WEEK 15 – Hurry up, and wait. Hurry up, and wait. Hurry up, and…
We made a big push to get the second story up over the forth, and the second floor interior walls started at the front of the house this week. However, unlike the first floor that went in all in one crack, the second floor is complicated by the fact that part of the flooring is tied into the garage rood trusses…which means we now have to raise the garage roof trusses…which way 380 lbs a piece, are 40 feet long, and need to go up 10-12 feet in the air.
SOOOOOoooo….we’re waiting for a lift, to which we will attach each truss to raise above the garage and set into position. Then the walls can be framed into the trusses and the floor overlapped from part already installed. The roof trusses for the main house will then also need to be raised into position, almost 20 feet in the air.
In the meantime, some finish up projects got the go ahead this week. The house wrap that’s been blowing around on the corners and windows got tacked down and taped. The “little trusses” got set over the kitchen nook. And we spent hours at Menards finalizing siding color, cedar posts, and the garage door. With any luck, we’ll be ready to use those materials sooner rather than later, that is, assuming this next bit with the lift goes according to plan!
WEEK 14 – After flooding last week, anything less than 8 inches of rain was going to feel like success. So after a soggy Tuesday and Wednesday, a sunny Fourth of July followed by 4 more days of sunshine saw some notable progress being made!
We started with a 4th of July breakfast lift of the 42′ beast on the second floor that sits over the 42′ beast we raised a few weeks ago. Eight people lifting together, and some Panera Bagels get stuff done!
Then onto the front side of the house, where Josh, “The Other Josh,” and Ryan decided to build one more wall just for good measure. And yes…that’s a massive window right in the middle of it. The windows are huge in this house, and we love it!
Throughout the week, the wall between what will be the bonus room in the garage and the upstairs bathroom went up, and the other front wall was mostly framed. Josh and I polished off that project on Saturday afternoon, thus completing the front profile.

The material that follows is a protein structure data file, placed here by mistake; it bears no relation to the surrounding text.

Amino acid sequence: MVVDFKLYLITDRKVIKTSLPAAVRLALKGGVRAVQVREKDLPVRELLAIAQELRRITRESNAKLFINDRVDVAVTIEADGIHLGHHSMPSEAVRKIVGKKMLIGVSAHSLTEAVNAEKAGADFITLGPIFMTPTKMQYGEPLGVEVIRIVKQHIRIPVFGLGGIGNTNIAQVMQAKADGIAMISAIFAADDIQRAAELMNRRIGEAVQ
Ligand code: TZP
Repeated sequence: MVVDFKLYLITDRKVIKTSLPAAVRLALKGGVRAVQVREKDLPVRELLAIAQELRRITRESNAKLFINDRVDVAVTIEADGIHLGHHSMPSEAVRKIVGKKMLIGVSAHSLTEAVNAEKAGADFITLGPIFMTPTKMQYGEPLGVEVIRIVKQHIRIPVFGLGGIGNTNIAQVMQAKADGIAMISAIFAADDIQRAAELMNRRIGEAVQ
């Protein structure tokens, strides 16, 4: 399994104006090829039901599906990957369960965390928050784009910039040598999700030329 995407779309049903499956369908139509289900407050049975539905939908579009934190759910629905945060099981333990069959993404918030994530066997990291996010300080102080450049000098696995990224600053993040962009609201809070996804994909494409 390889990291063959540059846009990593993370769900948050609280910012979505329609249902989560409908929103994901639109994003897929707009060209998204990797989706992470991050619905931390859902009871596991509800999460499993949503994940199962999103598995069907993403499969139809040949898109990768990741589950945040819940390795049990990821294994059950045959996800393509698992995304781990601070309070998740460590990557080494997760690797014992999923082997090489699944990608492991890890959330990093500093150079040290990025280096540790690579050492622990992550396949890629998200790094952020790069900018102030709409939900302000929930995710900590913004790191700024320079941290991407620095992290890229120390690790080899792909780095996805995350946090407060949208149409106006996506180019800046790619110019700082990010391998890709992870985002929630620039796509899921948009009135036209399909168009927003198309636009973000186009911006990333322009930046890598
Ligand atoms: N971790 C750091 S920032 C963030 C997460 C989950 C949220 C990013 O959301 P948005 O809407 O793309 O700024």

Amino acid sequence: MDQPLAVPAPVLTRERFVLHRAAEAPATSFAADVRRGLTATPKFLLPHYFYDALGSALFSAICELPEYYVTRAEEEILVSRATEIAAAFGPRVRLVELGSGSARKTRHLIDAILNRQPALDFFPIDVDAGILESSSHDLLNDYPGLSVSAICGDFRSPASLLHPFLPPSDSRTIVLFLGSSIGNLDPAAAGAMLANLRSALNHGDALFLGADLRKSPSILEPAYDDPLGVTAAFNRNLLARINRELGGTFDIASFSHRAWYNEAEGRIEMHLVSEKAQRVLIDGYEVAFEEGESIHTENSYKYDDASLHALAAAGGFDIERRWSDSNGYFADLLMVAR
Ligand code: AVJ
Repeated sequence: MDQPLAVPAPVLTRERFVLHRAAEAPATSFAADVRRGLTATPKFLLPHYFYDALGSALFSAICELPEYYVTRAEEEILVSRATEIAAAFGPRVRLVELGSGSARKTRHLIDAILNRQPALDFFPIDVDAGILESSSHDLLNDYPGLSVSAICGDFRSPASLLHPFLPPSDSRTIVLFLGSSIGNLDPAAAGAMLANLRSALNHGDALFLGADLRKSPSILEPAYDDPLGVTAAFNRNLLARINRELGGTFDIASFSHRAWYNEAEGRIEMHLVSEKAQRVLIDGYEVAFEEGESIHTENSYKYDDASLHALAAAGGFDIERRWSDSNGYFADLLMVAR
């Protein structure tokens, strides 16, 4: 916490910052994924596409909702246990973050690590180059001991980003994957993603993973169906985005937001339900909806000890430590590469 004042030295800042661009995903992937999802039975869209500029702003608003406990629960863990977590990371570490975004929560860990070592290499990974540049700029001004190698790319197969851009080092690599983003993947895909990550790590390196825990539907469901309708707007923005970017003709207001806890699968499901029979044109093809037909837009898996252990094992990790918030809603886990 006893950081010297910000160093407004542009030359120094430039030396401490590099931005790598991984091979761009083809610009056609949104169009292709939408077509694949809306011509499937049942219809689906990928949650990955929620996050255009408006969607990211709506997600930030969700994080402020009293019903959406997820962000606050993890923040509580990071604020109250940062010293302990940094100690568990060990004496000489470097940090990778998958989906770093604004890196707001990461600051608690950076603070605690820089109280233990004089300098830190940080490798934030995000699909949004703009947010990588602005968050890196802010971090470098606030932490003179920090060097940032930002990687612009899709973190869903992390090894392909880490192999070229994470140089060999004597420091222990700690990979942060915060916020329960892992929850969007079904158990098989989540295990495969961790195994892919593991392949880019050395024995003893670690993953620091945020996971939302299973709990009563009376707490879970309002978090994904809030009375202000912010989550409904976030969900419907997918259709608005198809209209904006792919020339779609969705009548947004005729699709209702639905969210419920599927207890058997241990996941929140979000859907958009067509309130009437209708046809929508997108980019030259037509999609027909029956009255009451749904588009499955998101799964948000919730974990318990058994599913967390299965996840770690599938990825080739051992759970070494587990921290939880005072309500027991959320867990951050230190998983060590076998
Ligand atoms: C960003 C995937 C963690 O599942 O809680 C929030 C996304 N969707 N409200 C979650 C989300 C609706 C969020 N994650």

This week, we’ll tackle a bunch of smaller projects in advance of the lift we’ll use to put the roof trusses up arriving next week. Some sunshine would be much appreciated!
WEEK 13 – Do you ever say something so many times in a row that it stops feeling like it means anything? That’s how it’s starting to become when I type “this week we were hampered by rain….again!”
But not just any rain! This week saw 7 inches of rain fall in a very short amount of time, causing the Zumbro River in Pine Island to rise rapidly and a large section of the city to flood. Fortunately, our house is on a relatively high side of town and away from the river. Unfortunately, without a roof, siding, gutters, etc. etc. etc. that seven inches of water fell straight onto our open house, and drained straight into our basement which does not yet have a working sump pump. Essentially, we’ve built a giant concrete bucket, and when Josh arrived at the house on Friday morning, it was successfully holding all that water along with the mud that had washed down there and a bunch of garbage and building supplies. He dug a makeshift sump pump hole in the back corner of the basement, and we pumped water all afternoon and through the night before things were finally drained enough that on Saturday, we could go down and sort through the silt and crap!